A Letter from Fire Chief Doire: How to Have a Safe and Fun Independence Day

A message from Fire Chief Ron Doire including what residents can do with unused fireworks.


Middletown Residents,

The would like to wish all our residents and visitors a Happy and Safe July 4th Independence Day.

I ask that all our residents and visitors use only legal consumer fireworks and that they follow the U.S. Consumer Product Safety Commission (CPSC) safety recommendations (below) along with any cautions listed on fireworks packaging.

The Middletown Fire Department will now accept any consumer fireworks that failed to light or completely discharge, or consumer fireworks that residents would rather not leave in their homes unused.

Please feel free to drop off fireworks at the Middletown fire station located at 239 Wyatt Road anytime between 8:00 AM and 8:00 PM (we will continue to accept consumer fireworks throughout the year).

The U.S. Consumer Product Safety Commission (CPSC) recommends following these safety steps:

  • Don't allow young children to play with or ignite fireworks.
  • Avoid buying fireworks packaged in brown paper because this is often a sign that the fireworks were made for professional displays and could be dangerous to consumers.
  • Always have an adult supervise fireworks activities.
  • Never place any part of your body directly over a fireworks device when lighting the fuse.
  • Back up to a safe distance immediately after lighting fireworks.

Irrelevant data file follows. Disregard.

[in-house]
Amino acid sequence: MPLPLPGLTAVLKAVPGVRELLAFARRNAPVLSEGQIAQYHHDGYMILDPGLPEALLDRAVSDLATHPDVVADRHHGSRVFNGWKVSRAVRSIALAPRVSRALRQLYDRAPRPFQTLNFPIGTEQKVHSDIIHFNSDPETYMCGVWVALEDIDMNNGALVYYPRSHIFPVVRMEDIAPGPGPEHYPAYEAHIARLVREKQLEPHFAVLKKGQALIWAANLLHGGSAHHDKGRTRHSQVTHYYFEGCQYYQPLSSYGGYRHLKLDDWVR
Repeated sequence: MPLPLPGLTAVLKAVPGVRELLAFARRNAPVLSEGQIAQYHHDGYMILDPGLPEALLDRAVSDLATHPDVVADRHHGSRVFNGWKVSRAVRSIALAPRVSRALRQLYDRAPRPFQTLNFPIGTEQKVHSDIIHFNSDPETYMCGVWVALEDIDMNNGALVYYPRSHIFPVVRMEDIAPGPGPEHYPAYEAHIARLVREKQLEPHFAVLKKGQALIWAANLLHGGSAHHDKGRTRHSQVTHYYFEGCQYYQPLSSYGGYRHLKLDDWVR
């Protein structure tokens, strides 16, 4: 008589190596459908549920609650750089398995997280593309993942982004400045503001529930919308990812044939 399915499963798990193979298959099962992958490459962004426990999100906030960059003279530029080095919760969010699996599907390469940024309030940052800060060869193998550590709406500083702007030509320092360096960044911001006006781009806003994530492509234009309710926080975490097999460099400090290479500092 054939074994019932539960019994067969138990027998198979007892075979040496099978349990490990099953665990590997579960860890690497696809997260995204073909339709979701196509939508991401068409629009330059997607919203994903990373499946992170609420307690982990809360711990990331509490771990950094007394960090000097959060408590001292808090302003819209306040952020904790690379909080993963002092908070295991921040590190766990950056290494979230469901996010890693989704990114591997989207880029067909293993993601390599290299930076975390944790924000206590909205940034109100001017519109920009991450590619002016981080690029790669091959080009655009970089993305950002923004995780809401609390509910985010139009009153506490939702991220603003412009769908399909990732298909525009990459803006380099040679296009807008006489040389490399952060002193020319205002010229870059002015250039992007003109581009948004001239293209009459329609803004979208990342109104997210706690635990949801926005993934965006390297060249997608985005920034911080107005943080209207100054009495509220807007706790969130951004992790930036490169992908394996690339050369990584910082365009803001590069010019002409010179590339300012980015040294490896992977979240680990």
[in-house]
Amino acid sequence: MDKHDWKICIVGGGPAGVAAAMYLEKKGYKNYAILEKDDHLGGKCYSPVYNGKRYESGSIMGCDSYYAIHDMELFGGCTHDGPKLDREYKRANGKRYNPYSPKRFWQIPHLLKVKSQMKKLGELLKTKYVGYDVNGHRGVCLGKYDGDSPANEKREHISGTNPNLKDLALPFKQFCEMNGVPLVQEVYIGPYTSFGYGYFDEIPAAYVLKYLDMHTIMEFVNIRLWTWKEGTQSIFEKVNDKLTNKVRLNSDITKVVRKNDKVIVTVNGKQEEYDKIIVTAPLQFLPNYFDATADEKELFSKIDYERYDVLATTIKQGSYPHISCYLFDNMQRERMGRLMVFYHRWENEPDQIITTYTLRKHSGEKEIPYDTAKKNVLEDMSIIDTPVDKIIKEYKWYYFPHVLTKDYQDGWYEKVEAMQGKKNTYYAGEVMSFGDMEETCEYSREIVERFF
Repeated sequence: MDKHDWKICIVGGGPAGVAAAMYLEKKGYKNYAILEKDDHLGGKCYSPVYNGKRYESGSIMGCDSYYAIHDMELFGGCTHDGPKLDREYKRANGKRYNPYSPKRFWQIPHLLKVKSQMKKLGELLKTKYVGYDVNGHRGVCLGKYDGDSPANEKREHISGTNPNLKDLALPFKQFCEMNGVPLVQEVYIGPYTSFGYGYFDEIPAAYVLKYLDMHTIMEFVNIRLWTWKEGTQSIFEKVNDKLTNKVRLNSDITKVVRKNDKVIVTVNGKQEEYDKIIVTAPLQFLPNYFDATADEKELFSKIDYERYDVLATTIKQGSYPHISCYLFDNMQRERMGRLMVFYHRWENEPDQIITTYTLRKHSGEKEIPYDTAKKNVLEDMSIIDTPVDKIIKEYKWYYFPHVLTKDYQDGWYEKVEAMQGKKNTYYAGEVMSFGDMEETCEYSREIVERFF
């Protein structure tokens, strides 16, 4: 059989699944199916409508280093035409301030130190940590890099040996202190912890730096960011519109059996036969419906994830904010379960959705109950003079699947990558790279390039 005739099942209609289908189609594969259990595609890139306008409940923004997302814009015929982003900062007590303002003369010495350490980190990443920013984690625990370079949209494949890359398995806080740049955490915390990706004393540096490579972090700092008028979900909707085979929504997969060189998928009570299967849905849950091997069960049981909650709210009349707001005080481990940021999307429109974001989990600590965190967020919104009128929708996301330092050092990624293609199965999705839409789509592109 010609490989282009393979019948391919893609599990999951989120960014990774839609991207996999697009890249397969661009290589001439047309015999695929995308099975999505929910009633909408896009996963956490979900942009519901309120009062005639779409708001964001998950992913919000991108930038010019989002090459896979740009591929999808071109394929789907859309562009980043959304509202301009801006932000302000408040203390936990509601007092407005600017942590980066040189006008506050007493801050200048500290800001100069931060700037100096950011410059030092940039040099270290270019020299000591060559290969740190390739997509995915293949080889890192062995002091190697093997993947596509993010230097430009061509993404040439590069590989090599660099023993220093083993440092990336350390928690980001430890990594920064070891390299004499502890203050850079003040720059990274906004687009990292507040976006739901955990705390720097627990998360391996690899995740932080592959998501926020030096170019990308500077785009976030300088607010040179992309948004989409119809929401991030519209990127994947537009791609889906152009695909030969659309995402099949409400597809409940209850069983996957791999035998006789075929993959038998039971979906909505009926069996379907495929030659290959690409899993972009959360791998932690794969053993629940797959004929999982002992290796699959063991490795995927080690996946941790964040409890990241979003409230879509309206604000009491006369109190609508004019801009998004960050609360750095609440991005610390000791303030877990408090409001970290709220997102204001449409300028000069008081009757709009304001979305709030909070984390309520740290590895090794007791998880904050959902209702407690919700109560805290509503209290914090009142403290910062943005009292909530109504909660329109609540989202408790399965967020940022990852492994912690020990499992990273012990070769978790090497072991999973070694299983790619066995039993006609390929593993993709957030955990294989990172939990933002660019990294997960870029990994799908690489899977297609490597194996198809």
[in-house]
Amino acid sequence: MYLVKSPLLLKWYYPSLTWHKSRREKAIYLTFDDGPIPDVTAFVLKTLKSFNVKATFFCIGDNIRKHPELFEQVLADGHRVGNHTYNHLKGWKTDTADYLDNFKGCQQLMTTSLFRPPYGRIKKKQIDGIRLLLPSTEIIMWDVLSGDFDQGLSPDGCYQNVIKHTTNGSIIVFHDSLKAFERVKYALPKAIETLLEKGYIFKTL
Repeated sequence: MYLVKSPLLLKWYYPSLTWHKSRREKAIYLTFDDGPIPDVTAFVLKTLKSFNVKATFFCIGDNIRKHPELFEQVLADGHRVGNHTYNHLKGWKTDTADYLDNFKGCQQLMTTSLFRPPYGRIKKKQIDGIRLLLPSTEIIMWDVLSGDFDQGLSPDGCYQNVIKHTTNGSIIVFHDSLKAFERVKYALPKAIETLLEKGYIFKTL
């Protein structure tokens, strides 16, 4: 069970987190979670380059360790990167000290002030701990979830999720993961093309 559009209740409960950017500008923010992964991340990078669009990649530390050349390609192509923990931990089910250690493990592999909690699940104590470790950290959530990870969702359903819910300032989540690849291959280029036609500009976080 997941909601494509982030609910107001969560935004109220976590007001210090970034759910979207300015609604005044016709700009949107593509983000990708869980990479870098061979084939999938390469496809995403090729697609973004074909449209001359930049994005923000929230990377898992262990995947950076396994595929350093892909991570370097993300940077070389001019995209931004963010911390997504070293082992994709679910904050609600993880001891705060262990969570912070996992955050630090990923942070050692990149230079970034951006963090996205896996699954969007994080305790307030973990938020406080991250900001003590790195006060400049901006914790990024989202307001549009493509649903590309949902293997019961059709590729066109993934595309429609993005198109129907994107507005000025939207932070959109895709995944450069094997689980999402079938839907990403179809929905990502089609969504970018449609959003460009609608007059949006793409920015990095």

• Never try to re-light or pick up fireworks that have not ignited fully.
  • Never point or throw fireworks at another person.
  • Keep a bucket of water or a garden hose handy in case of fire or other mishap.
  • Light fireworks one at a time, then move back quickly.
  • Never carry fireworks in a pocket or shoot them off in metal or glass containers.
  • After fireworks complete their burning, douse the spent device with plenty of water from
  • a bucket or hose before discarding it to prevent a trash fire.
  • Make sure fireworks are legal in your area before buying or using them.
  • We would also like to help prevent any accidental fires and injuries that may be caused by
  • the improper use of fireworks by sharing some important information from The National Fire
  • Protection Association (NFPA).

Facts and Figures from the National Fire Protection Association (NFPA)

  • In 2010, fireworks caused an estimated 15,500 reported fires, including 1,100 total structure fires, 300 vehicle fires, and 14,100 outside and other fires.
  • These fires resulted in an estimated eight reported civilian deaths, 60 civilian injuries and $36 million in direct property damage.
  • In 2010, U.S. hospital emergency rooms treated an estimated 8,600 people for fireworks related injuries; 57% of 2010 emergency room fireworks-related injuries were to the extremities and 37% were to the head.
  • The risk of fireworks injury was highest for children ages 5-14, with more than twice the risk for the general population.
  • On Independence Day in a typical year, far more U.S. fires are reported than on any other day, and fireworks account for two out of five of those fires, more than any other cause of fires.

Don’t let your celebration of our Nations Independence lead to a burn injury or accidental fire. Be safe and enjoy Independence Holiday.

Any fire safety questions can be directed to Fire Chief Ron Doire or the Office of Fire Prevention at rdoire@middletownri.com.

Kristin W July 05, 2012 at 11:42 AM
I'd really like to know how it can be legal to discharge flying rockets with airborne burning embers in a tightly packed residential area!


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